UPDATE (10 April): The South made its preliminary case today that a North Korean espionage agency was behind the 20 March cyber attacks. According to the South’s report, the North began preparing for the attack last June, with systems testing beginning in late February. Of the 76 types of malicious code used in the attack, 30 were similar to previous attacks by the North, and 22 of 49 IP addresses overlapped with previous addresses used during cyber attacks traced to the North since 2009.

Graph courtesy Yonhap News

Graph courtesy Yonhap News



UPDATE (22 March): The South’s communications commission issued an update today declaring the cyber attack started from an IP address at a domestic bank (Nonghyup), not a Chinese address, as they reported yesterday. Meaning, aside from an irritated China and embarrassed Korean bureaucrats, that the attack erupted from a domestic source. How the code was placed on that server, by whom, and how it spread is still under investigation – an investigation likely to be much more circumspect in placing blame during future announcements.

On another note, perhaps the biggest news from the peninsula this week, submerged under the flood of reporting on the cyber attack, was a report that China’s oil exports to North Korea fell to zero in February. Perhaps a sign that the Chinese are getting fed up with the North’s missile and nuke testing – China normally sends 30-50,000 tons of oil to the North per month, an official figure that hasn’t gone to zero since 2007. If this continues through March, we may see a sudden change in the North’s tone, at least long enough for the Chinese to restart the spigots. Frankly, China shutting down its supply of oil to the North for two straight months would surprise me more than a semi-crazy member of the Bad Boys getting invited to Pyongyang to drink with the head Kim, but hey, stranger things have happened.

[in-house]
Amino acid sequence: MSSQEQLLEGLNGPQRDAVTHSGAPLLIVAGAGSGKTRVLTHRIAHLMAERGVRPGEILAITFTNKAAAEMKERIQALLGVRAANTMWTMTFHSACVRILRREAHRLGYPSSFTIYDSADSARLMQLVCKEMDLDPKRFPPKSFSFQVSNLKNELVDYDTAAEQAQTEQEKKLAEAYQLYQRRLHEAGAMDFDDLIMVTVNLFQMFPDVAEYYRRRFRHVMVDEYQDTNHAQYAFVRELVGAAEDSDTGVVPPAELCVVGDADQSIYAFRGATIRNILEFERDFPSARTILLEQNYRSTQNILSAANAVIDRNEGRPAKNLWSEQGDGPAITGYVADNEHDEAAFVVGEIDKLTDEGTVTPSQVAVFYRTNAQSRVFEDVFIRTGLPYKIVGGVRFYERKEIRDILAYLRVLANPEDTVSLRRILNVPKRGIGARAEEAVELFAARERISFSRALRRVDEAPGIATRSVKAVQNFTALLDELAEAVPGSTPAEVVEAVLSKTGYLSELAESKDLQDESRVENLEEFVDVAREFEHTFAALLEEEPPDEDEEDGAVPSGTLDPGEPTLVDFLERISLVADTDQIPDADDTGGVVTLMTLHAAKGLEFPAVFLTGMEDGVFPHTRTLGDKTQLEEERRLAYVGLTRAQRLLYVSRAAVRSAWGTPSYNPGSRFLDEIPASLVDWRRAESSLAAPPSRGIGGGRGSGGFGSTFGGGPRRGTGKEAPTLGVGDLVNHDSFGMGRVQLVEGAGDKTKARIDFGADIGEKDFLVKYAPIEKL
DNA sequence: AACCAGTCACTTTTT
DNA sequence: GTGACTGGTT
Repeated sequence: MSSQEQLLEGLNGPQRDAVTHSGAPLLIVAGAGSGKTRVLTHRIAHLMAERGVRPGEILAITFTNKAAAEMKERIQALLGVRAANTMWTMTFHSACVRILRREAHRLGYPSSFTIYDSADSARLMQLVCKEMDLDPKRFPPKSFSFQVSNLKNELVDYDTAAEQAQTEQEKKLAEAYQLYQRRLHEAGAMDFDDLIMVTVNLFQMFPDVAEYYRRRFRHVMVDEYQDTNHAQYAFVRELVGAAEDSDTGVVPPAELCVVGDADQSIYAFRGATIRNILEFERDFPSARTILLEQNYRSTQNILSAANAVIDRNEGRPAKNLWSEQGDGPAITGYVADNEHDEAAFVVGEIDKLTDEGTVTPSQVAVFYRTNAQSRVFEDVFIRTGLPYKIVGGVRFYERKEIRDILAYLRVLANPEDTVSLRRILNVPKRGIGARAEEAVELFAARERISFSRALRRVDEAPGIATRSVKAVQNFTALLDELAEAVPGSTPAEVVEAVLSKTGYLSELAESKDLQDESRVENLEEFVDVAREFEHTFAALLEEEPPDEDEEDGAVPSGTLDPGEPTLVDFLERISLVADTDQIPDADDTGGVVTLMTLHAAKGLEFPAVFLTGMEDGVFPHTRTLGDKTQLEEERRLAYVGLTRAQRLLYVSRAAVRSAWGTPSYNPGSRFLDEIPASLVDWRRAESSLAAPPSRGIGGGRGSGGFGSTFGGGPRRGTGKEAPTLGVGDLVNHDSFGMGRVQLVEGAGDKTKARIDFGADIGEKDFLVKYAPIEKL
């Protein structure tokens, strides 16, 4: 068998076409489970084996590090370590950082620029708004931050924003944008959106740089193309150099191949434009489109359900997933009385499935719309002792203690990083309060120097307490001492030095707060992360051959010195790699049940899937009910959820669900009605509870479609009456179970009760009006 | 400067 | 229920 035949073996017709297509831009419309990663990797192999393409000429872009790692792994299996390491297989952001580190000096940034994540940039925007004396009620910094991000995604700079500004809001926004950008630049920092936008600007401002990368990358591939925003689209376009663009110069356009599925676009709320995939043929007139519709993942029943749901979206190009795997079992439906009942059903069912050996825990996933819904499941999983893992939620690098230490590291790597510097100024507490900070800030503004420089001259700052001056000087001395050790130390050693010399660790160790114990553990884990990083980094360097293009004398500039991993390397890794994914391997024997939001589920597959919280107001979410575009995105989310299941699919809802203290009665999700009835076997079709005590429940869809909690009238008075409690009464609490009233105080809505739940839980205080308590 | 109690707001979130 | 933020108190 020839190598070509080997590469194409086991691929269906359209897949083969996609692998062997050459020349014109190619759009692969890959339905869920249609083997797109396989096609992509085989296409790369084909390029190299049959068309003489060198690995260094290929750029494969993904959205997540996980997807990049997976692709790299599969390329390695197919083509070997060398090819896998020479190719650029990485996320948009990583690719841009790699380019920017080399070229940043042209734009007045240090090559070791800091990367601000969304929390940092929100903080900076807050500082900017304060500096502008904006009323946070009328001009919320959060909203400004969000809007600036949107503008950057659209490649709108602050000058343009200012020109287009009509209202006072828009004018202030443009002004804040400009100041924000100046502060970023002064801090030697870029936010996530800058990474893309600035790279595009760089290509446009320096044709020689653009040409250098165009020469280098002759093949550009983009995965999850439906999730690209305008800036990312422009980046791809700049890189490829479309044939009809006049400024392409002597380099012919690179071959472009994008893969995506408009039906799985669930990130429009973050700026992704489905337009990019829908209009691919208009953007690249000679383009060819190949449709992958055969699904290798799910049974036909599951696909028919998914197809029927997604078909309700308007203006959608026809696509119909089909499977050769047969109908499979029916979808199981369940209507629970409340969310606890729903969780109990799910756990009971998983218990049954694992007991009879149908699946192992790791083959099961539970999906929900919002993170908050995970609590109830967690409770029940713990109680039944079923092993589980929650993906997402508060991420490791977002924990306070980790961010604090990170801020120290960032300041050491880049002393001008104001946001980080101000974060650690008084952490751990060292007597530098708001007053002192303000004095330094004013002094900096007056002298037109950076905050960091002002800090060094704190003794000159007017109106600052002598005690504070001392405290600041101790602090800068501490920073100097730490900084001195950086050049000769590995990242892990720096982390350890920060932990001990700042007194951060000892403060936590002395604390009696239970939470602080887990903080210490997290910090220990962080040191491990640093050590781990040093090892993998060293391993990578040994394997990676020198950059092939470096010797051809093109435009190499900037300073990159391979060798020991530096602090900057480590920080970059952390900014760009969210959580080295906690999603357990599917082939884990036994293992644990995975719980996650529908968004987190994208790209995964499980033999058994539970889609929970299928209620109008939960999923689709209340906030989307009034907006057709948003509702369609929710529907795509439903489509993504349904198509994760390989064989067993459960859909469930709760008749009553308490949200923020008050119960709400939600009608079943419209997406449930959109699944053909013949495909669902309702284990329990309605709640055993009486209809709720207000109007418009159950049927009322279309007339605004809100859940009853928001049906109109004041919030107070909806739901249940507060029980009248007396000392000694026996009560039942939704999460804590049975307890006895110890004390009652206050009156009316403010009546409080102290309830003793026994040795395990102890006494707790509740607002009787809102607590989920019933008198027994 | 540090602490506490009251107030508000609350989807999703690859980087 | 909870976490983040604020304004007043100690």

And a cyber response to UN sanctions it is – North Korea apparently launched a coordinated cyber attack yesterday afternoon on South Korea, “paralyzing” 30,000 computers at major media outlets and banks. The tactics used in the attack, while reportedly old, are a step beyond previous attacks that simply used DDoS methods to overload the servers at the targeted institutions. As before, the North routed the attack through servers in China, though China was more likely the conduit than the culprit.

Alarm_03

When it comes to cyber expertise and hacker attacks, North Korea doesn’t spring to mind for most people, but this marks the latest in a series of cyber attacks the North has launched against the South. The reasons why, and why it will not be the last, have been discussed here previously and include the comparative cheapness of cyber (a computer costs a lot less than a copter), the difficulty in determining attribution, and the North’s lack of vulnerability to similar attacks. While some may not like or trust the sources, click here for an excellent overall summary of why North Korea has turned to the cyber realm, from a former North Korean hacker instructor.

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